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I fell out of love with reading a while ago because I felt like I didn’t have time to make it happen. I also live a very busy, extremely distracted life, and as a result I couldn’t find the peace to escape into a fictional world. Then podcasts started to become popular and I became a voracious listener. Audible, an audio-book service, advertised frequently on those shows: The usual hook was, if I was such a fan of podcasts, surely I could get into audiobooks.

In the few years since I’ve had a subscription, this has mostly been true. Listening to audiobooks is a different experience than listening to podcasts, though. Podcasts are more conversational, while audiobooks require more attention to the plot.

I also found it hard to get back into reading/listening because I had been out of that world for so long. Is this book good because there is a movie based on it? Or does that mean it’s bad? Is this book good because it’s highly rated? Or does that mean it’s too popular to be good? Is this recommendation right for me?

Between being too distracted and paying attention to the wrong recommendations, my first few books were at a loss. But after some amount of time I feel like I’ve figured out the right rhythm, because I’ve immensely enjoyed the following three books. Continue reading ›

At the end of the year I lamented that I didn’t feel like I got on my bike enough in 2013. I clocked in a total of 3,184.38 miles, which was exactly 1,815.62 miles less than last 2012 (in which I went out on New Year’s Eve to cap off precisely 5,000 miles).

I’m not a person who makes resolutions (or rather, I don’t make resolutions on only one day out of the year), but my brother suggested I attempt to circumnavigate the moon by bike.

6,784 miles around the moon / 365 days in the year = 18.59 miles a day, which is over twice my average commute. Considering that takes about 15 minutes, this seems rather do-able.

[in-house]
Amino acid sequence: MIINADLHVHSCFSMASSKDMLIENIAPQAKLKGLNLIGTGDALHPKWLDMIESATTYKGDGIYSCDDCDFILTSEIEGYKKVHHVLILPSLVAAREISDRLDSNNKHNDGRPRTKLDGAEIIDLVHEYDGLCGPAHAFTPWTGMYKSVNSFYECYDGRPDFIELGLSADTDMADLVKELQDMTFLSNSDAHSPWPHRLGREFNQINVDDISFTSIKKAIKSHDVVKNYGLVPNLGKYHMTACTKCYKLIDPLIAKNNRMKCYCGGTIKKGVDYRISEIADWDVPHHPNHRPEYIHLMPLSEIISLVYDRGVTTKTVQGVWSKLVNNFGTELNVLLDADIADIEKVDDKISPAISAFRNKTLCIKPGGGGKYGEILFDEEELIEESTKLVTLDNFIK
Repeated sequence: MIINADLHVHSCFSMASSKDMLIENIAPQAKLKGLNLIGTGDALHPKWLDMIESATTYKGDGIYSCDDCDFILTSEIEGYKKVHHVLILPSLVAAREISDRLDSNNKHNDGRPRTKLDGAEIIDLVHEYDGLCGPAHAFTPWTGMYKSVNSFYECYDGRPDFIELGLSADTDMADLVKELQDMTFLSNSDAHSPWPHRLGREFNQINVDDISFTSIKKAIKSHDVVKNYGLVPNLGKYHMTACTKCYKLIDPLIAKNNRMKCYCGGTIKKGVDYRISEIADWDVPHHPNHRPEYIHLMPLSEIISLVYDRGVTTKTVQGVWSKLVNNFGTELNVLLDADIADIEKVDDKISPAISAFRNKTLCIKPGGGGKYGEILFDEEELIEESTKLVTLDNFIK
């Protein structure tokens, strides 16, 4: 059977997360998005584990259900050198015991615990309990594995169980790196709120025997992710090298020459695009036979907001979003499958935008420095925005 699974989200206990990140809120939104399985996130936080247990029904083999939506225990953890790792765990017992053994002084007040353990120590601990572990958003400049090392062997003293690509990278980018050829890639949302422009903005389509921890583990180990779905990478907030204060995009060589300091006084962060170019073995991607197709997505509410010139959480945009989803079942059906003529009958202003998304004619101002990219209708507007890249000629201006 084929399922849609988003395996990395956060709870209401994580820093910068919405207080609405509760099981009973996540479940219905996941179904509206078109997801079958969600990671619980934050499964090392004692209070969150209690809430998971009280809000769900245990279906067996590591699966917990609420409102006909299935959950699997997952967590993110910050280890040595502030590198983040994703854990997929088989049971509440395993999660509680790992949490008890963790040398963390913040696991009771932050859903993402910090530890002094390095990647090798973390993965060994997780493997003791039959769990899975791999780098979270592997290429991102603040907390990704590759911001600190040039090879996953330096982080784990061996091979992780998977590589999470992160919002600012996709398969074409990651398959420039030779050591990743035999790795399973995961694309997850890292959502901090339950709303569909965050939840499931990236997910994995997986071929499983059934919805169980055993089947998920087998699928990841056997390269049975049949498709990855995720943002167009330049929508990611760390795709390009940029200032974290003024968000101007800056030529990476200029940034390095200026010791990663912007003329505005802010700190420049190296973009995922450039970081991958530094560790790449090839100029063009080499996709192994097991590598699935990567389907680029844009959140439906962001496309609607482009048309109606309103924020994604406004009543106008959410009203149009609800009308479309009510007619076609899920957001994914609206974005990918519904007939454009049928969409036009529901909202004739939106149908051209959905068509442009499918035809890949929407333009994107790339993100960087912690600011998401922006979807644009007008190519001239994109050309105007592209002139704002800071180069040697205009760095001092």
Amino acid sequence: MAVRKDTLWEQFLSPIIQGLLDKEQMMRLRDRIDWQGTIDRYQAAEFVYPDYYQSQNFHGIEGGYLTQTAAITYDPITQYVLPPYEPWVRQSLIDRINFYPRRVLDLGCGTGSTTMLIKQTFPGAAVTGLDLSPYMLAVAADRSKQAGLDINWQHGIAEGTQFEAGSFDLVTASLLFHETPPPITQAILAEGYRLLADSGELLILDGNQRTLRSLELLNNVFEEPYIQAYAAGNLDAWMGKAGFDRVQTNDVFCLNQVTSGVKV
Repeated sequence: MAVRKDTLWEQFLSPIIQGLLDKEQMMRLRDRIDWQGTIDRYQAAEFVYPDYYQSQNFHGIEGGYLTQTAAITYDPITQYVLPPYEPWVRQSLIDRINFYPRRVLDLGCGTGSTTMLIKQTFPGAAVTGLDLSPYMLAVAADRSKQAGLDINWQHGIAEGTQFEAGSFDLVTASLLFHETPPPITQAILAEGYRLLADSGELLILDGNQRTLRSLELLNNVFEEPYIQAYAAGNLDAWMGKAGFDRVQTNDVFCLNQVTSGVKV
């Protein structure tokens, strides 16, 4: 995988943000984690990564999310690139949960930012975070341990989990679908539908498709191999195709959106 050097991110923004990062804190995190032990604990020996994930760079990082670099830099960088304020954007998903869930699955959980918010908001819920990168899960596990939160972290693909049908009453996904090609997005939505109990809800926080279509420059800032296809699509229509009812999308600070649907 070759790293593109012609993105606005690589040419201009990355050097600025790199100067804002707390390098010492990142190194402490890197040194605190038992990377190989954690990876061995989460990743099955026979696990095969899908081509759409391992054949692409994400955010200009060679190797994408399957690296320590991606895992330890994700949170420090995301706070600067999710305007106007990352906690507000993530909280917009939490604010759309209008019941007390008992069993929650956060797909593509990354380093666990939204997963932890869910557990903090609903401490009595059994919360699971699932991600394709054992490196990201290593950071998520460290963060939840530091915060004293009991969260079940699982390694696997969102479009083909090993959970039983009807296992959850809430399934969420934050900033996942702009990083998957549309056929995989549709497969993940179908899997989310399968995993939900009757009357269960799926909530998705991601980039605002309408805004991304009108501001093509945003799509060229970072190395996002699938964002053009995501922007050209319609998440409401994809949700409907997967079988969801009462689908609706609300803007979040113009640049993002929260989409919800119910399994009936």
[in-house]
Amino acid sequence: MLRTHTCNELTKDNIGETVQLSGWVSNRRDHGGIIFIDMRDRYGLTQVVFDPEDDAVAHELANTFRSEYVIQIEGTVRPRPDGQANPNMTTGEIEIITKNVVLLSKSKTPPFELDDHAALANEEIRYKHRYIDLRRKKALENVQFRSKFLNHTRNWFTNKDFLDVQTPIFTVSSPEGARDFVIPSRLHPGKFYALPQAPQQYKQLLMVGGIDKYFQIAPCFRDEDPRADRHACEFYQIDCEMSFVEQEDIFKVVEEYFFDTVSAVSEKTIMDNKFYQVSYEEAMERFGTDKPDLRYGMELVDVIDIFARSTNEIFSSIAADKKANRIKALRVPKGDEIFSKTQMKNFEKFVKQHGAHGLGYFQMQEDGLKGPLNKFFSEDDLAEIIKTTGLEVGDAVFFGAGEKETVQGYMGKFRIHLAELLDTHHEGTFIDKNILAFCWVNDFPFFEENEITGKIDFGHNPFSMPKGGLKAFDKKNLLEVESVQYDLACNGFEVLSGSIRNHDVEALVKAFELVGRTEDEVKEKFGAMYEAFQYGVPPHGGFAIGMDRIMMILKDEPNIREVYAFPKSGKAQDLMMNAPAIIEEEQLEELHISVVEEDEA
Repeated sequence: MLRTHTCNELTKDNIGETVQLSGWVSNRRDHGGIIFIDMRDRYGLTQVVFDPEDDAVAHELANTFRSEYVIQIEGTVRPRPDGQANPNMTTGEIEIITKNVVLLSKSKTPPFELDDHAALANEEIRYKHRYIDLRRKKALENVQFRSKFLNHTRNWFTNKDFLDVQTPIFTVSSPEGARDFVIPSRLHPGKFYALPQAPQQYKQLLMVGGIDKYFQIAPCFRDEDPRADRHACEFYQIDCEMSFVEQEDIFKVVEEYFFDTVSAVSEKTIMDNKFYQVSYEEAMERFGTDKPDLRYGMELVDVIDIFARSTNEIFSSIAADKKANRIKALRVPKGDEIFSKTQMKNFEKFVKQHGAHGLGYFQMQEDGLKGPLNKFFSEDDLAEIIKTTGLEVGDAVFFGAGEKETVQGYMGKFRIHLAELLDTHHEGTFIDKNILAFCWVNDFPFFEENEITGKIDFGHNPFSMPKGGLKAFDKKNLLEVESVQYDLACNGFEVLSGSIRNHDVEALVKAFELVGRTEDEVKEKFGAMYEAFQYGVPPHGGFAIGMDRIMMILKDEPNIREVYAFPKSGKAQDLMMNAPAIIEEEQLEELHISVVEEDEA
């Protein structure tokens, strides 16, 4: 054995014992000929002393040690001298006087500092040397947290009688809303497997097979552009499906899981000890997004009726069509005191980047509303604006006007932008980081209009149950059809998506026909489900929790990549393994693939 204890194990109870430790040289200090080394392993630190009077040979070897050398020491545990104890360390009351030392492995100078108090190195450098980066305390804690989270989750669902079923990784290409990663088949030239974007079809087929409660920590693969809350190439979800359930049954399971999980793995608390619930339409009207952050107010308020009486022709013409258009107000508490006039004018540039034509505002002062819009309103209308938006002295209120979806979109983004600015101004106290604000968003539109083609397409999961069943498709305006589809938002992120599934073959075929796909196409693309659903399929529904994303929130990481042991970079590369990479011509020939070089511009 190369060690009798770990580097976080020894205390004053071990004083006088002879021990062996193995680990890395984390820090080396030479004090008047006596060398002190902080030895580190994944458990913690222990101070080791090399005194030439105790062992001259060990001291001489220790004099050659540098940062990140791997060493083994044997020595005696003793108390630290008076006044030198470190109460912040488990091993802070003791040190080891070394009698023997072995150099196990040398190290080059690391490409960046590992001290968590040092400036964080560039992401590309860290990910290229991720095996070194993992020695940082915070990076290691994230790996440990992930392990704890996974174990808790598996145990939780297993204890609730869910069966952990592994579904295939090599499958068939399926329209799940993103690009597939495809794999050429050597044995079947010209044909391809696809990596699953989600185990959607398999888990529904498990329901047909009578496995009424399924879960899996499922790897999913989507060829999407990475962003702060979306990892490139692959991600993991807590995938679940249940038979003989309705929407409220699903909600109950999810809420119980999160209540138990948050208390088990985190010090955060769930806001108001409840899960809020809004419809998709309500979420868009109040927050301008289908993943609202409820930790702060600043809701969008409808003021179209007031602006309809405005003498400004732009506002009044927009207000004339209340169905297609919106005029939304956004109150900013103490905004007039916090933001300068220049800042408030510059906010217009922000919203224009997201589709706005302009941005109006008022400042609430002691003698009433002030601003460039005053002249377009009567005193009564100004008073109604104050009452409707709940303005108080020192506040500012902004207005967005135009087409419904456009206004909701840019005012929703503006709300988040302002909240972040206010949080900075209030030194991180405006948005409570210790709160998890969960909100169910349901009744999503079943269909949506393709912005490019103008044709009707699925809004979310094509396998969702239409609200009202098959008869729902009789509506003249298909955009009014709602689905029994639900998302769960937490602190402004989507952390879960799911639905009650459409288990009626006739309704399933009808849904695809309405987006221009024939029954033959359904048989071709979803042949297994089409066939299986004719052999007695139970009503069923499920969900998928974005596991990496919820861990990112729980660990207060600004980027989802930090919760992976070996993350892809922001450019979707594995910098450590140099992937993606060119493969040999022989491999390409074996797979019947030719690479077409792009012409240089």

Even if I don’t make it all the way around the moon, hopping from crater to crater seems like a fun challenge for anyone. Plus, maybe there’s a chance to learn something, too. Continue reading ›

I got a chance to try out the Slipnot Bicycle Tire Chain system. The results were a mixed bag. Ultimately they were overkill for my use cases, but I could imagine situations in which they could prove to be useful. I’ll run through the pros and cons below.

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It’s Halloween, so that means my “Flower Bomber” costume from four years ago has found renewed interest. This year’s excitement has been an interview with PBS NewsHour as well as being declared “brilliant” by Buzzfeed (take that for what you will).The reason I’m finally writing something about the costume is that it’s clear that it has become “a thing” and may it be the thing that I am most known for around the world, so I should probably give it some context. It’s been sitting in my Flickr feed for four years without much explanation. Another reason is that my image was also used by Buzzfeed without attributing the source.* The excuse is often “well, you know how the internet is.” The virality of photos and the ease of losing the attribution across the vast Tumblr sea is a problem, but when the Google search is as simple as “Banksy costume” you have to wonder how much effort-to-dollar ratio sites like Buzzfeed are expending. This should hopefully ease the burden of the next wannabe listicle outlet (I’m looking at you, TheChive).

PBS NewsHour and, more specifically, Victoria Fleischer were a classy outlet. They contacted me about the photo, asked me some questions and let me know when the article was posted. Good folks. They left 80% of the interview on the cutting room floor, so I’m just going to post the rest of it here.

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“Please find attached a current photograph of the switch back, just beyond the Marsupial Bridge at Kadish park.

I have often had to put forth a request to have the bike paths and recreational trails cleared after a heavy winter storm. When make the request I always ask why these trails are not cleared in an immediate way, considering how vigorously the streets are salted and plowed (though I could go on about the state of the bike lanes every year).

The response I usually get (if any) is that the city doesn’t plow the paths because they assume it is too cold for anybody to want to use them.

Well, here I offer you undeniable proof, in the form of rutted, iced over foot prints and tire tracks. Continue reading ›